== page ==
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Standing outside the Ché Café, wedged in a hillside on the University of California San Diego campus, David Morales says “the radicals there terrified me” the first time he visited in 1987. Just 18 years old, Morales was bewildered by the political and music scene there. It was alien to his experience growing up in conservative San Diego, a major port for the U.S. navy sandwiched between the massive Marine Corps Base Camp Pendleton to the north and the militarized border with Mexico to the south.
Librarians Without Borders (LWB) originated as a student project dreamed up by Founder and Co-Executive Director (and my lovely internship advisor) Melanie Sellar, who was then attending library school at the University of Western Ontario in Canada. Now coming up on its ten year anniversary, the nonprofit is on a mission to “improve access to information resources regardless of language, geography, or religion, by forming partnerships with community organizations in developing regions.”
Billy Fong is out of a job. Until recently, this high school student had found a purpose helping Hong Kong’s demonstrators over the high median dividers cutting through their encampment in the city’s Admiralty district. Yet, as the occupation of Harcourt Road enters its fourth week, getting over the concrete walls has become easy: protesters handy with tools have made several sets of wooden stairs for them, complete with handrails. “I have somehow become useless,” says Fong, 17, standing idly at one such set of steps on a recent evening. “But it’s okay,” he said, shrugging his shoulders. “Now I have more leisure time.”
What if we continually organized our social spaces as if social relations mattered? What if we dedicated ourselves to being enthusiastic lifelong learners and thus better schooled for revolutionary openings, to better be the kind of people who just might be able to supply the staying power for a better society—one where we and our communities are always, also, becoming better?
Last month PM Press published the Debt Resisters' Operations Manual —also known as “the DROM.” But don’t let that menacing-sounding acronym fool you: this is a book written in plain English and filled with tips and tactics for dealing with debt.
In 2012, the Pachamama Alliance, a U.S.-based organization working in partnership with indigenous Achuar people in Ecuador, published a meme showing two native men discussing a new “scientific discovery”: the fact that our world is deeply interconnected. The joke, of course, is the idea that these scientists could “discover” a concept that is age-old wisdom for indigenous peoples across the world. I was delighted by the two-fold genius of the cartoon, the way it both highlights the importance of understanding the world we live in while pointedly calling out the dangers of cultural and intellectual appropriation.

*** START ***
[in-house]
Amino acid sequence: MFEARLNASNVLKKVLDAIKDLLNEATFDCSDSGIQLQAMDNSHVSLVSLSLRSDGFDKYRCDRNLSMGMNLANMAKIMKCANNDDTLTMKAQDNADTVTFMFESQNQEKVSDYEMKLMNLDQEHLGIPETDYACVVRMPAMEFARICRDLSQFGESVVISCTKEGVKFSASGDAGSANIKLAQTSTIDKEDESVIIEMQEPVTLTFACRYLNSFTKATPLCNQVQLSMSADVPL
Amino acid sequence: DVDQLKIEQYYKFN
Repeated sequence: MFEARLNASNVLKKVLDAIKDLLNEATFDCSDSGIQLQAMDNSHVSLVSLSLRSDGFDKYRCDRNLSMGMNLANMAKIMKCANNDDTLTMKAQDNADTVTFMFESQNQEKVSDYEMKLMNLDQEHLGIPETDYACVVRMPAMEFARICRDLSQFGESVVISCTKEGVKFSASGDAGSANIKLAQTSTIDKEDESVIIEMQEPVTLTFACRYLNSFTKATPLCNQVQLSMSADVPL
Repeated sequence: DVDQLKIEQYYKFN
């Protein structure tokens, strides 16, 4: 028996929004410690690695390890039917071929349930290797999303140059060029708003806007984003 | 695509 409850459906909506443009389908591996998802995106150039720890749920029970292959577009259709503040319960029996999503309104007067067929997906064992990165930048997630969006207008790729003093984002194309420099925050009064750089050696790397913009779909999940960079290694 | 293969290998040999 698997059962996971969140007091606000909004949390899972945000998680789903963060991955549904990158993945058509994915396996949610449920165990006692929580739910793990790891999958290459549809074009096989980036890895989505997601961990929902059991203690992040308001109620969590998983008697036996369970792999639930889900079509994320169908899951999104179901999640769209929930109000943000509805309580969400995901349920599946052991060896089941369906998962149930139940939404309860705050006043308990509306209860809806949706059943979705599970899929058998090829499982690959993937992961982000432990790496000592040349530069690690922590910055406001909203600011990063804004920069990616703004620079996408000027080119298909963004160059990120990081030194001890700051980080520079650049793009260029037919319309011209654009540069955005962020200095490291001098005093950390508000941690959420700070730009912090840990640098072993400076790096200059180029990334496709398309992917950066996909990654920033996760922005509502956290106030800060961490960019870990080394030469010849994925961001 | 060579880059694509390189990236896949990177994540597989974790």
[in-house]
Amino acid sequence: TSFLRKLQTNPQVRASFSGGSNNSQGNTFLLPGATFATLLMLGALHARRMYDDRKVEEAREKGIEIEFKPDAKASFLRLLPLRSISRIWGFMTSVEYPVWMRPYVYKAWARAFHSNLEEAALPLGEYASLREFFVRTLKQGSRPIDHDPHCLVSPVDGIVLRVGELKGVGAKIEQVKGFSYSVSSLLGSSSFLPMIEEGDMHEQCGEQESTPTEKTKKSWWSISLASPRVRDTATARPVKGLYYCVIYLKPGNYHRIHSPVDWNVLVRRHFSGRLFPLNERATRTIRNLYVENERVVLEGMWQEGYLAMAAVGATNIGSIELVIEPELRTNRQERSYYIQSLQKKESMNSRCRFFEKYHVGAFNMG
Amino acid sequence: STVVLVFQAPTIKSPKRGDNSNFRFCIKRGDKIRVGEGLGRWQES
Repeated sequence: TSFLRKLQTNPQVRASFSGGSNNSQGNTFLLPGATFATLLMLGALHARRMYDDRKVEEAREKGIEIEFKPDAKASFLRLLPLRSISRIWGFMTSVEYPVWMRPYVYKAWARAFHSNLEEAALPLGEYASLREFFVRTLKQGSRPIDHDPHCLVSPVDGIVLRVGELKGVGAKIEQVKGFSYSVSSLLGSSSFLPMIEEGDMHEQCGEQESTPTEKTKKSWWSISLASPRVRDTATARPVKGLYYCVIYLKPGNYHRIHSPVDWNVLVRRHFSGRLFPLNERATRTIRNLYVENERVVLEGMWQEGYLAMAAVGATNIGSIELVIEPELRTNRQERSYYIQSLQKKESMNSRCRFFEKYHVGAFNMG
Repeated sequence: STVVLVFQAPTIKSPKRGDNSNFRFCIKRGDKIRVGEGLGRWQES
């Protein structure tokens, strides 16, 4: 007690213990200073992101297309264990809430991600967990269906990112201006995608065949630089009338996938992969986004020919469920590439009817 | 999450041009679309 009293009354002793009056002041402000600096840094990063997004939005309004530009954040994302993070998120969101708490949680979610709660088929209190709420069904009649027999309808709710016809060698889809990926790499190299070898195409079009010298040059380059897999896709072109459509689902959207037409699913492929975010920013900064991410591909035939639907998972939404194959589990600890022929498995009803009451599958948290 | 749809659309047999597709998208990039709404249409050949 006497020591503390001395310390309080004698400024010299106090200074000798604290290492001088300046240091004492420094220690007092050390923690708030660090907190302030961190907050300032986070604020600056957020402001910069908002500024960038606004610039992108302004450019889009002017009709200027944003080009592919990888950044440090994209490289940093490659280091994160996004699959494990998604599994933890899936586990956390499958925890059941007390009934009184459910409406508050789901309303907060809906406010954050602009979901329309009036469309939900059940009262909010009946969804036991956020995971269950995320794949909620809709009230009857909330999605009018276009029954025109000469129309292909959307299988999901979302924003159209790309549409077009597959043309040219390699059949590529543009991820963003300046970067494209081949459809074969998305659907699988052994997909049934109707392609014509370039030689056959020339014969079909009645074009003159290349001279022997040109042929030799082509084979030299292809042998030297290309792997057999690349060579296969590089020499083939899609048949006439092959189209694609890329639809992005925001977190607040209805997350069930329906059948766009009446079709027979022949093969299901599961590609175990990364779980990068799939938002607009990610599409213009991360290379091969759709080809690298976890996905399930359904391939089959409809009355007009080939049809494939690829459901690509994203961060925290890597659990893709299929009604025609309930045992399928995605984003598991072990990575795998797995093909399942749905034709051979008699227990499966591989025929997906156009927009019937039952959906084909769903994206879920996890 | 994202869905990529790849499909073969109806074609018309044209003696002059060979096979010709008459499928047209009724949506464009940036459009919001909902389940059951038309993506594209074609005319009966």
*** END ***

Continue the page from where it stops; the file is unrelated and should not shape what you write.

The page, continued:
It is time to try to describe, at first abstractly and later concretely, a strategy for destroying capitalism. At its most basic, this strategy calls for pulling time, energy, and resources out of capitalist civilization and putting them into building a new civilization. The image, then, is one of emptying out capitalist structures, hollowing them out, by draining wealth, power, and meaning from them until there is nothing left but shells.
In an essay in The Baffler a couple of weeks ago, David Graeber that there is a play principle embedded in all levels of physical reality. His essay, which ranges playfully from Spencer and Darwin to and string theory, ponders a deep and serious problem. As he writes:
"Still, if one wants a consistently materialist explanation of the world — that is, if one does not wish to treat the mind as some supernatural entity imposed on the material world, but rather as simply a more complex organization of processes that are already going on, at every level of material reality — then it makes sense that something at least a little like intentionality, something at least a little like experience, something at least a little like freedom, would have to exist on every level of physical reality as well."
On a bitingly cold and rainy November evening last year, I was in a pickle: I’d taken a city bus to CoCo, the coworking space where I office in downtown Minneapolis, and was seemingly stuck without an efficient option for getting to Birchwood Café, where I would meet friends for dinner, three miles away. That is until I remembered my new membership with car2go, a car-share service that had recently won a contract with the city of Minneapolis. I quickly located a vehicle using car2go’s mobile app and, my despair vanishing, dashed out of the building in search of the blue and white smart car parked only a few blocks away.
On Thursday, three days after Hurricane Sandy swept across the Eastern Seaboard, darkening power grids, flooding neighborhoods, and killing at least 74 people, former Star Trek actor and social-media dynamo George Takei posted a lovely photo to his Facebook timeline. It showed two power strips draped over the gratework of a fence, phone cords tendrilling from each one. A sign said, “We have power. Please feel free to charge your phone!”